Photo provided by Hannah Brennen

The Strand: A lot of students don’t know what the Board of Regents or Victoria College Council is or what they do. Can you briefly explain the role of both? 

Hannah Brennen: The board is the highest governing body at Vic and their main fiscal responsibility is to ensure the financial health of Vic, but it also oversees everything. There are also a bunch of subcommittees. I was previously on Property and Alumni Affairs and Advancement, but there’s also Campus Life, Finance and Audit, among others. Each of those are under their own jurisdiction—property right now is looking into redeveloping Northrop Frye Hall, and is dealing with the ‘Bloorlands’ business. Alumni Affairs and Advancement are responsible for dealing with Vic alumni. With new recruitment stuff for students who are incoming, we are looking at signing up Vic as a place more distinct from the other U of T colleges and as it’s own body and participatory at UofT.


TS: Why are you running for the board again?  

HB: I had a really great time on the Board last year, but I found the meetings to be extremely intimidating because there only a few students and then it’s all serious adults in the room. I was really intimidated the first few meetings, then I grew into my confidence throughout the year. I want to go in again where I have more knowledge of what’s going on. Specifically, I want the opportunity to participate a bit more, be more informed, and continue to learn from everyone on it.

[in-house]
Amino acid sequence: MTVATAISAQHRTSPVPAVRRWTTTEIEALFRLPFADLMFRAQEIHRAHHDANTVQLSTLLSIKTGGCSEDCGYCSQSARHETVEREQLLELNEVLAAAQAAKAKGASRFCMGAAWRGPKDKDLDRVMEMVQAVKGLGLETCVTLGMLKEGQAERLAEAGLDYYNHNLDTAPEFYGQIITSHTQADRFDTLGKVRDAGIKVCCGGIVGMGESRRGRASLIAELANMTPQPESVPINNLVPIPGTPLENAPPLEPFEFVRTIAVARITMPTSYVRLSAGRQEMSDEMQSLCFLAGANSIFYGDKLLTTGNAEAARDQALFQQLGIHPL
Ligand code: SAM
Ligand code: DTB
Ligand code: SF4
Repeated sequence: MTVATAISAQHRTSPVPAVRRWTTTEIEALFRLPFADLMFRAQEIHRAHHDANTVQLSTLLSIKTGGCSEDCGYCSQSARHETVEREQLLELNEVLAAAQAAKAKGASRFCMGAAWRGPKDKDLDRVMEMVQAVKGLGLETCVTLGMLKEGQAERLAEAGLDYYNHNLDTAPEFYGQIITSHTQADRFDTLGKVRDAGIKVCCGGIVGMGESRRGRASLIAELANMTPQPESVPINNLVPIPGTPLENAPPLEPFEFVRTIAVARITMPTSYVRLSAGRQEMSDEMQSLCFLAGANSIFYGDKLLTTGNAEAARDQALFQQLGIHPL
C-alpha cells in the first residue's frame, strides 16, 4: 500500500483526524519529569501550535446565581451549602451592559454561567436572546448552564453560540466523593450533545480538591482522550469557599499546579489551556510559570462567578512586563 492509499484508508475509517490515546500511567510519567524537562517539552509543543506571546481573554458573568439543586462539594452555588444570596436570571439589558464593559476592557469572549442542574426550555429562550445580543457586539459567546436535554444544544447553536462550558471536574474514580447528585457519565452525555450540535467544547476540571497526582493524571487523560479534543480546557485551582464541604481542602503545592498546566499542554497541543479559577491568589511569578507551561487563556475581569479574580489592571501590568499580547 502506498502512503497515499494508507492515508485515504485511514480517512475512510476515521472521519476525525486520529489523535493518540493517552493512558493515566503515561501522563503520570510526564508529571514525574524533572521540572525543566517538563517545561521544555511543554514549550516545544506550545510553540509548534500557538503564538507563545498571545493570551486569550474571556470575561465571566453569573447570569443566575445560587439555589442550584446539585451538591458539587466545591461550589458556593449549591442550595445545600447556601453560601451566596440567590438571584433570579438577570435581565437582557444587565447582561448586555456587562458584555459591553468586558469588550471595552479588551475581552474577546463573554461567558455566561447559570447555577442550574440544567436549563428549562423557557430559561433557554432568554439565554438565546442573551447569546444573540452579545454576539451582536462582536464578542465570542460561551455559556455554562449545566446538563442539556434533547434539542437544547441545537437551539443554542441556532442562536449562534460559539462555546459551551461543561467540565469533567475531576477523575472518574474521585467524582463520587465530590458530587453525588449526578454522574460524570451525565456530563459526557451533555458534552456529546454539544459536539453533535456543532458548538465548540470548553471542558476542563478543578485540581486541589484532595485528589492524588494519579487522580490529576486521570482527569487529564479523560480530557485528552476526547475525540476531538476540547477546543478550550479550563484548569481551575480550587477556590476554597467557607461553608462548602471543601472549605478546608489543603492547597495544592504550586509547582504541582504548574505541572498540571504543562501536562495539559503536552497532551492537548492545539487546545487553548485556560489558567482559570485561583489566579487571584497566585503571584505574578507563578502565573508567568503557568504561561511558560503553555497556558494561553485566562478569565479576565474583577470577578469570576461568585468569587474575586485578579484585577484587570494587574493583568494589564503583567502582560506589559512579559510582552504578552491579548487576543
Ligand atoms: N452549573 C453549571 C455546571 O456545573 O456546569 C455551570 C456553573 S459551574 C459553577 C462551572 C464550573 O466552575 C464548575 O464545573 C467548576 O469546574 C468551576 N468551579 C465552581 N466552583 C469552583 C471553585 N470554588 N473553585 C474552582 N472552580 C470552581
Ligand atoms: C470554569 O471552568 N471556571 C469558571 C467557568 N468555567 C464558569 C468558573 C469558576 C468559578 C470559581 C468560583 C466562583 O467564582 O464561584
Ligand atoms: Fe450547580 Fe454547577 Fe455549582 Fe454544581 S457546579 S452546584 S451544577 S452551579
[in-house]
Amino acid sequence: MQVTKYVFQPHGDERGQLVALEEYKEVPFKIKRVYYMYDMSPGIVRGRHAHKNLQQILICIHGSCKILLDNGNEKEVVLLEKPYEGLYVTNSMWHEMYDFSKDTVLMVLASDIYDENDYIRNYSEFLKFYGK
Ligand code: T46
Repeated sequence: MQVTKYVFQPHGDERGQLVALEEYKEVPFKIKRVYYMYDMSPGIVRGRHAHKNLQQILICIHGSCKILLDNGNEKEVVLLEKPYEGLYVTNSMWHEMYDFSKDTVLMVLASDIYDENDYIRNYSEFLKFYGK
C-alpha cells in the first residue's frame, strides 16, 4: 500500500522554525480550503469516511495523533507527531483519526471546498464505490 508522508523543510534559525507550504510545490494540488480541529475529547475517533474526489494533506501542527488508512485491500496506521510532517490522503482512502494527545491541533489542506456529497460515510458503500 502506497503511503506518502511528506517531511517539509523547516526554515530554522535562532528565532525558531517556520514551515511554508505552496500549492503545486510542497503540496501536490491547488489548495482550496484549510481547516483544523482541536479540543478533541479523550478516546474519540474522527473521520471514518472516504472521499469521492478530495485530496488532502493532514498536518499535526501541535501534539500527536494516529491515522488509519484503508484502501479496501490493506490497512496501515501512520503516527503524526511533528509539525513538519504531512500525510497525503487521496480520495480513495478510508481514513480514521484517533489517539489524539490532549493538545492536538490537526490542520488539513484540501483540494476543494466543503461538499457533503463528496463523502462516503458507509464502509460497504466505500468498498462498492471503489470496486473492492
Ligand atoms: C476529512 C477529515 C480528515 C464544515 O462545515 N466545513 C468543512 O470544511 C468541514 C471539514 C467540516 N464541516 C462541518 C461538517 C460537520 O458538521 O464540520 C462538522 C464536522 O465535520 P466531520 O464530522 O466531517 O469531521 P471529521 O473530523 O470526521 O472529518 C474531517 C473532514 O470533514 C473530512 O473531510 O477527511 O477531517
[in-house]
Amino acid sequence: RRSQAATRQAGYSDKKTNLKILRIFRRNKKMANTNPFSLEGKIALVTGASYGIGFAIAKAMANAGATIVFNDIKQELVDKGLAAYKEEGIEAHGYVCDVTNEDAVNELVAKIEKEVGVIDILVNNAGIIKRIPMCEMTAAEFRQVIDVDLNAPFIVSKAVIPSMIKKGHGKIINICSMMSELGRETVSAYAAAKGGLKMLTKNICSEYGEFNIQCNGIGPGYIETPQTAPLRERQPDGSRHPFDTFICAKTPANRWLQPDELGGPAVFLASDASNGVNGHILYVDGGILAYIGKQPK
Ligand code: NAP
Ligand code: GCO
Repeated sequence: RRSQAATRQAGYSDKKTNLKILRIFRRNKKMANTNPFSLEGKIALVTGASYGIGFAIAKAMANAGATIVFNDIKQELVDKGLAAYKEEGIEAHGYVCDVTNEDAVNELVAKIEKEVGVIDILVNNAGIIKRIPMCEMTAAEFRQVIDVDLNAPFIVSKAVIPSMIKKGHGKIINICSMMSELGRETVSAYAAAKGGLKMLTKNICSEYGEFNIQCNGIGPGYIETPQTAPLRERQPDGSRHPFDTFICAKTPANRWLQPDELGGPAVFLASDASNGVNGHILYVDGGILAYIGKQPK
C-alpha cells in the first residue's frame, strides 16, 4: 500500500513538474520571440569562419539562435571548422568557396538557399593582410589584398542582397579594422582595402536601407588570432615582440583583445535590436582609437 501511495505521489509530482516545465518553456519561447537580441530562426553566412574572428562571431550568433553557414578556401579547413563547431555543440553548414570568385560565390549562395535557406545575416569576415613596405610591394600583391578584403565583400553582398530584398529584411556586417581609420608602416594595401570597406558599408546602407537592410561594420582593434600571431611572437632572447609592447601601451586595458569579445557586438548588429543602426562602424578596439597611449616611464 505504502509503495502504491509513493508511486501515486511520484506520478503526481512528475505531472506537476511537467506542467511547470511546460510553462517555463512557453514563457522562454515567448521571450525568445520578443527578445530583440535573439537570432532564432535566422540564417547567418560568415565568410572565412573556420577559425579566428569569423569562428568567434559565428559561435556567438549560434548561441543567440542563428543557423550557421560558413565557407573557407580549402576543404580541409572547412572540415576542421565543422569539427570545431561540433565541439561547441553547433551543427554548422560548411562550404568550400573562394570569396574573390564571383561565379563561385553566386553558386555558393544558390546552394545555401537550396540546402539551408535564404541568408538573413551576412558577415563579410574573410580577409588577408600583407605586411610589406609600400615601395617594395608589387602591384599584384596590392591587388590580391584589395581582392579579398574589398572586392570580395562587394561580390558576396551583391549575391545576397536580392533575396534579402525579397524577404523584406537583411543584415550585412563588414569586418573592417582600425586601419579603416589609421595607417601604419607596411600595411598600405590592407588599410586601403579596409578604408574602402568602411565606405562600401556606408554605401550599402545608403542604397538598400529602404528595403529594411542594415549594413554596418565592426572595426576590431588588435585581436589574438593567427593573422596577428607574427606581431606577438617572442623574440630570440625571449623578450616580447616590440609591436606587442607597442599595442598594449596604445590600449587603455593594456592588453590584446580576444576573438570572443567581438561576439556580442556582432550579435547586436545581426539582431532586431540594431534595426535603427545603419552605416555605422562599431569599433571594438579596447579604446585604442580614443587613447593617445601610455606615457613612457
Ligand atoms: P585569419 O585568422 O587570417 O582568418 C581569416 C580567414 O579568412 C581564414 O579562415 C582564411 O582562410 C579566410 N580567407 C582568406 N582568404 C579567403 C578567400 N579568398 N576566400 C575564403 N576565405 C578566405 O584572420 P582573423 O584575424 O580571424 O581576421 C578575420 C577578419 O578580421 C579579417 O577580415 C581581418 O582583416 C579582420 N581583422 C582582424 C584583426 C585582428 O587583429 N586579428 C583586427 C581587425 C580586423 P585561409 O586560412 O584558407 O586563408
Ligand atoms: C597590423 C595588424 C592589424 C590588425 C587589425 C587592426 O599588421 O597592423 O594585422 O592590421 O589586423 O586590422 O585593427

TS: What are your main values and goals while sitting on the board? 

HB: I want to remain on the same subcommittees as last year, with the addition of Campus Life. On Property, I want to develop Northrop Frye as a space for students primarily. Even though it is an administrative building, I think it’s really important to have student study spaces, a multi-faith prayer space, and state of the art technology that will make the maintenance of the building really sustainable.

For Alumni Affairs and Advancement, I want to make sure Vic is known to UofT students as a distinguished place from the rest of campus. For Campus Life, I mostly want to deal with sustainability, addressing the waste and lack of compost bins around the grounds.


TS: Can you elaborate on what you mean when you say you aim to promote Vic with more accurately by providing more depth instead of less aesthetics? 

HB: Vic is gorgeous and that’s why a lot of people come here when picking colleges. But the programming, classes, and extra circulars that are specific to Vic, as well as the community that is offered here—that’s what I’m talking about. I want to promote Vic for all that it has to offer.